For myself, as I’ve said, I’m quite old-school, so my emails end quite simply. If I want to use my name (rare), I’ll simply write:


Often with no closing line at all. As for my signature, that is just my name, company, and phone number. (My personal signature is equally short – just the tagline of my blog, my blog’s address, and a URL to my PGP public key).

In the end, people who try to make their email signature be more than it really is are just deluding themselves and annoying others.

For more on the do’s and don’ts of email signatures, check out these two articles:

UPDATE: It’s worth noting that there are certain sub-industries where you can’t get around the need for an obnoxious email signature – where they may be mandated by law (or almost mandated by law). Take, for example, lawyers in the U.S. They have some of the longest signatures you’ll ever see – full of disclaimers, legal references, and so forth. Ernie the Attorney has a two great posts on these uber-long email signatures over at his blog which is well worth reading – even if you’re not an attorney (but are in an industry that has mandated email signature laws).

By Keith Survell

Geek, professional programmer, amateur photographer, crazy rabbit guy, only slightly obsessed with cute things.


  1. You forget the legal aspects since 1 Jan 2007 in many companies in Europe.

    Companies in the UK (and in Germany) must include certain regulatory information on in their email footers before 1 January 2007 or they will breach the Companies Act and risk a fine.

    Every company should list its company registration number, place of registration, and registered office address on its website as a result of an update to the legislation of 1985. The information, which must be in legible characters, should also appear on order forms and in emails. Such information is already required on “business letters” but the duty is being extended to websites, order forms and electronic documents.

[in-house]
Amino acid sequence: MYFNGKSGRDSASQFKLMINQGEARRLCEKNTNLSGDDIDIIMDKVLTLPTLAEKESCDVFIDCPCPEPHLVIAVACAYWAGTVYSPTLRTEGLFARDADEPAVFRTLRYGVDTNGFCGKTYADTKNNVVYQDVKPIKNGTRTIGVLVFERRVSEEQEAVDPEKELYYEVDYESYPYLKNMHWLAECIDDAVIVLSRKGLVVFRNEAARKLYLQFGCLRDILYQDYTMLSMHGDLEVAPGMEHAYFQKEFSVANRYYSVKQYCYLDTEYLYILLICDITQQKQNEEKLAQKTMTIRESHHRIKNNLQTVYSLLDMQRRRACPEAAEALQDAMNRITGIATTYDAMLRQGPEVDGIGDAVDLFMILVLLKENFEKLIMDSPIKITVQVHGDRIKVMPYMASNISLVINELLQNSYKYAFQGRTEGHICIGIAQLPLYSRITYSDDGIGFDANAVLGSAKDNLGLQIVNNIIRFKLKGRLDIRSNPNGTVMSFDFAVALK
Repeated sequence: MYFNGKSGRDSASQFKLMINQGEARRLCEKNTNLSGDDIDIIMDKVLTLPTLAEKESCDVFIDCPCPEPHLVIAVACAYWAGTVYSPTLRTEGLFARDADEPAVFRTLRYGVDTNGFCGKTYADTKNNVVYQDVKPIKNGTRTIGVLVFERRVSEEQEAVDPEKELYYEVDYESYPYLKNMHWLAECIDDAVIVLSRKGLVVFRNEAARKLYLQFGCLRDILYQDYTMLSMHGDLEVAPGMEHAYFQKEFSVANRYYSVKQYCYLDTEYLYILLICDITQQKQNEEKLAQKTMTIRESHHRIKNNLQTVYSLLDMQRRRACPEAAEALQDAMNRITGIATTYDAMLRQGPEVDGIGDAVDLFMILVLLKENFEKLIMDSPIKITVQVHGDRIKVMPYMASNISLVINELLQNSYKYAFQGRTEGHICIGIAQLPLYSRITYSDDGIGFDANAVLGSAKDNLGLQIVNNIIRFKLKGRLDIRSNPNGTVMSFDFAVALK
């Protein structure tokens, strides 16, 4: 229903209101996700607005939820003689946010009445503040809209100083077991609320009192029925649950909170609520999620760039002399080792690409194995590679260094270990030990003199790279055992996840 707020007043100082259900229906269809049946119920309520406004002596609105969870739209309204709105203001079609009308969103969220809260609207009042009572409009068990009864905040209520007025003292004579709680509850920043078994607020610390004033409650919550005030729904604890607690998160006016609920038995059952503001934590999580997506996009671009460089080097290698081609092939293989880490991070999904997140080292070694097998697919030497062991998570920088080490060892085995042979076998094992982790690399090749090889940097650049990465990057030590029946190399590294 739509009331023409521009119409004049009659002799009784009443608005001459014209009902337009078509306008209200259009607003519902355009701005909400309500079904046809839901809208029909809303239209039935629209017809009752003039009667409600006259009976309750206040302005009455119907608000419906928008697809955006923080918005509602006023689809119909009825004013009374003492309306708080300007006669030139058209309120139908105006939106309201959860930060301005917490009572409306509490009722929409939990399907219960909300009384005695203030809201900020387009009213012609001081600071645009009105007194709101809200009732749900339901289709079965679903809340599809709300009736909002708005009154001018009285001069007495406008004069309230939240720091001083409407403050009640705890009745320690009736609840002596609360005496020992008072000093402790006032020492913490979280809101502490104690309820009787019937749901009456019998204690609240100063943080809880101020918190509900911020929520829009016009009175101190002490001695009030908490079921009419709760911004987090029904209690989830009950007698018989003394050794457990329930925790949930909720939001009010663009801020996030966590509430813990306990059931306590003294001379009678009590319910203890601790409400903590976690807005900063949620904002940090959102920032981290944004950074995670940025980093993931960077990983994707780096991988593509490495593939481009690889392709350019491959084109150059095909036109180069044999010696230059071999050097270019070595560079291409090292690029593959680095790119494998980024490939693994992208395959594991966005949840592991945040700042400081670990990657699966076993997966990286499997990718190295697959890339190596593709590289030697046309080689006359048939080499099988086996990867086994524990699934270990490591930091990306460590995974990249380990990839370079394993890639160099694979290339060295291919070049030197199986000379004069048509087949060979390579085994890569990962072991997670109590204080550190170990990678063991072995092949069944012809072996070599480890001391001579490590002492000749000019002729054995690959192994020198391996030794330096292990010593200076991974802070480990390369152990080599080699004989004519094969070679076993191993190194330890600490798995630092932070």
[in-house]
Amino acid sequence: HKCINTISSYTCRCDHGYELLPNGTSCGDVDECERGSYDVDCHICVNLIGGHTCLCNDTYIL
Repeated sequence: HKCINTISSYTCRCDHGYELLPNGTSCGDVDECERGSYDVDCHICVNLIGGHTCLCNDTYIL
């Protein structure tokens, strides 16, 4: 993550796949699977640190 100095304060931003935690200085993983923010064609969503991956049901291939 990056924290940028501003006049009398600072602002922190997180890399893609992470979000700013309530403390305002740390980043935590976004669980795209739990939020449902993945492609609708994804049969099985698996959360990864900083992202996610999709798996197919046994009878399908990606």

Learn here why I recommend using HTML emails:

  2. I didn’t forget – I didn’t *know* about that law in Europe. Thanks for bringing it to my attention!

    Actually, I’m aghast at this act – requiring regulatory information in email footers just does not make any sense to me. What purpose does it serve? What benefit does it give? What problem does it prevent?

    Although I don’t think there’s any benefit to HTML emails (do we REALLY need color & fonts in an email??), I’d prefer HTML emails over, say, Outlook’s RTF format. (And if you send HTML emails, you should send them in plain text & HTML together, unless you know the recipient can read HTML emails. Thunderbird, the email client I use, does this very nicely of course!)

    p.s. I’ve updated the post with some information on “mandated” email signatures. I don’t approve of them, but I understand now that some people don’t have a choice.

  3. That was a interesting read|. Your insights were very educational and made me reconsider the current developments in these areas. If only more writers are as cognizant and as passionate about educating everyone relating to these issues as you, we aspiring journalists wouldn’t get such a bad rep. Thank you for expressing your self so articulately. You made my day.

  4. It is extremely frustrating when people do not include their e-mail address in their signatures. You are incorrect when you write “I already have your email address (or else how would I be seeing your email??)” Oftentimes, you are looking at a chain of e-mails that has been forwarded to you, you wish to e-mail someone on that chain, but his or her e-mail address does not show up; rather, only their name does. This happens in Outlook all of the time.

    1. That is a very rare edge case that I don’t think justifies putting your email address in your signature every single time you send an email when 99% of the time your email address is already easily available in the “From” field.

      And in a long email chain, wouldn’t the person’s email be somewhere in the CC field anyway?

      And if Outlook is to blame, shouldn’t we change the way Outlook works, rather than annoy everyone else for all those times when it doesn’t matter?

      Just saying…